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May, 2010:

Startup Success Demands Close Collaboration – Revisited 3.5 years later

I originally published the following blog post on the Xobni company blog on September 18, 2006.

That was over 3 and half years ago. Xobni was still based in Cambridge, MA, my cofounder and I were still living on hot pockets and chips ahoy cookies, and we were sharing a bedroom in a friend’s apartment. It was during this time that I crystallized what is in my mind one of the most important truisms of founding a company; starting a company is like getting married and having a kid. Your cofounder becomes your spouse and your startup becomes your baby. You and your cofounder will learn to know each other just like an married couple. You’ll fight like a married couple. You’ll share successes like a married couple. And you’ll both care deeply for your startup, even though you may differ on how to help it succeed.

And now, that original blog post:

Startup Success Demands Close Collaboration (Sept 18, 2006)

People say that the most important decision you will make when starting a company is choosing a cofounder. It bears repeating. The commitment you should have to your cofounder is not unlike the commitment you make when you get married.

Today, while we were sitting at Arlington Diner eating our 3pm breakfast, we came up with five questions you should ask yourself before getting married. These questions are also relevant when starting a company with someone.

1. Are you great at things your cofounder isn’t?
It is important that cofounders exhibit complementary skills and common objectives. Identify your weaknesses and make sure those are your cofounder’s strengths. I want to spend most of our effort on perfecting the presentation layer of our first product, but Adam makes sure we invest in our backend code so it is easily expandable to future product lines. Adam is good at Adam stuff; I’m good at Matt stuff; together we are good at Xobni stuff.

2. Can you commit to a 2 year cell phone contract with a “family plan?”
Sorry Mom, but Adam and I just signed up for a family plan. There is something very permanent about signing a 2 year contract with someone you are not related to. The funny thing is Adam and I didn’t even hesitate because Xobni has many years ahead of it.

Side Note: We signed up for Sprint with the EVDO data plan. It is awesome. We each got a Treo 700wx which runs Windows Mobile. There were two motivations behind getting these smart phones. First, it is much more relaxing being away from your desk for an hour when you know you have access to all of your email anywhere you go. Second, many of our users are adopting these devices; it is important for us to understand this trend.

3. Can you share a bedroom?
If you can’t share a bedroom with your cofounder for a month, you probably aren’t right for each other.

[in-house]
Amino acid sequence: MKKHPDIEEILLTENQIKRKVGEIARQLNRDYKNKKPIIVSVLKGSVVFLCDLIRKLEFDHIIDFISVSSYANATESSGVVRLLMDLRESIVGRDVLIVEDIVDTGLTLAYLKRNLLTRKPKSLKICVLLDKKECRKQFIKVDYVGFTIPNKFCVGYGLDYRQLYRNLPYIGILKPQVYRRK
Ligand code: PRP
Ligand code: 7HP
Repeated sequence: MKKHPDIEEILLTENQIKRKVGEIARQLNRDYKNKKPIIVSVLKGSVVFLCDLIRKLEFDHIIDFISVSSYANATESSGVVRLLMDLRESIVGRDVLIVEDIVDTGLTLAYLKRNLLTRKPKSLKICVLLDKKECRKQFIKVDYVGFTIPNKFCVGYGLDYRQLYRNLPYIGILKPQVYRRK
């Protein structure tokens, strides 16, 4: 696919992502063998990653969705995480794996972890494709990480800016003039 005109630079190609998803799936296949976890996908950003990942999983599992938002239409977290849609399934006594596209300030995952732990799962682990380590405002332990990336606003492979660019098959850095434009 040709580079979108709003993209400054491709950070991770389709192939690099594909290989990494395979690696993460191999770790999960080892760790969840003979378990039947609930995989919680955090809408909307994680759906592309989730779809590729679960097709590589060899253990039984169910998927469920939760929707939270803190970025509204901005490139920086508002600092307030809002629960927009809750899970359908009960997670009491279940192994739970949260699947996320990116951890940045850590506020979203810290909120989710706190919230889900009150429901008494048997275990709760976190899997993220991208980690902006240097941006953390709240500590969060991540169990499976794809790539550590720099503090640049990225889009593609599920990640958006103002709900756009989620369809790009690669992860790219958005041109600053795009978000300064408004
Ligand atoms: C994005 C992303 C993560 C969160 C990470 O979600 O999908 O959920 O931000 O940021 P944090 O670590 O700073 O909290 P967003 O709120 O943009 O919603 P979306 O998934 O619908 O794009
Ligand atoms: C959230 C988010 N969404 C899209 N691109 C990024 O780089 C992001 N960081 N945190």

Adam and I are currently sharing a room. Adam remarked the other day that it feels like summer camp. It reminds me of our first week back in the MIT dorms. This is not our permanent living situation and we appreciate that a degree of separation is healthy. However, we are temporarily living with our friends until we decide on a permanent location for our growing company. Sharing a bedroom is a temporary sacrifice for ultimately making the best decision for the company.

4. Do you trust them with a joint bank account?
Adam and I aren’t taking individual salaries. We put enough money into a joint personal account to pay for things like rent, food, and Adam’s voracious appetite for Edy’s ice cream and Chips Ahoy Chewy Chocolate Chip Cookies. My personal indulgence is the recently discovered bliss of Bustello coffee. If you can’t trust your cofounder with your opulent salary of $1,200 per month, you are going to have trouble when the company bank account has more than three zeros.

5. Will you make dinner AND clean up afterwards if your cofounder is drowning in serialization code?
I don’t plan on marrying someone that even knows what serialization code is, but the analogy is valid. You are both going to encounter difficult challenges and it helps to have someone to lean on when stressful times arise.

I can’t think of any point in my life that will be more conducive to this type of commitment than right now. Remember, you are not just getting married, you are raising a child. We called our baby Xobni. Next installment: Xobni learns to walk.

Xobni’s 5 stages of growth & 5 pivots (preso from web 2.0 expo)

I recently had the pleasure of presenting twice with the leaders of the lean startup movement Steve Blank and Eric Ries. They’ve started a startup movement I’m a very big fan of. If you aren’t familiar with their work, I’d recommend reading their blogs. To concisely describe this movement we’re calling “lean startup” I’d liken it to a method of company building we’ve subscribed to at Xobni for a long time and that has only recently had a name. A Lean Startup is a startup with quickly iterating cycles of customer development and product development. Lean Startups stress product market fit before scaling and are characterized by a metrics driven culture and low cost experiments. I love this stuff. I can’t imagine building a company another way.

Today I spoke about Xobni’s lean startup tactics as part of the O’Reilly’s web 2.0 expo. The slides are below.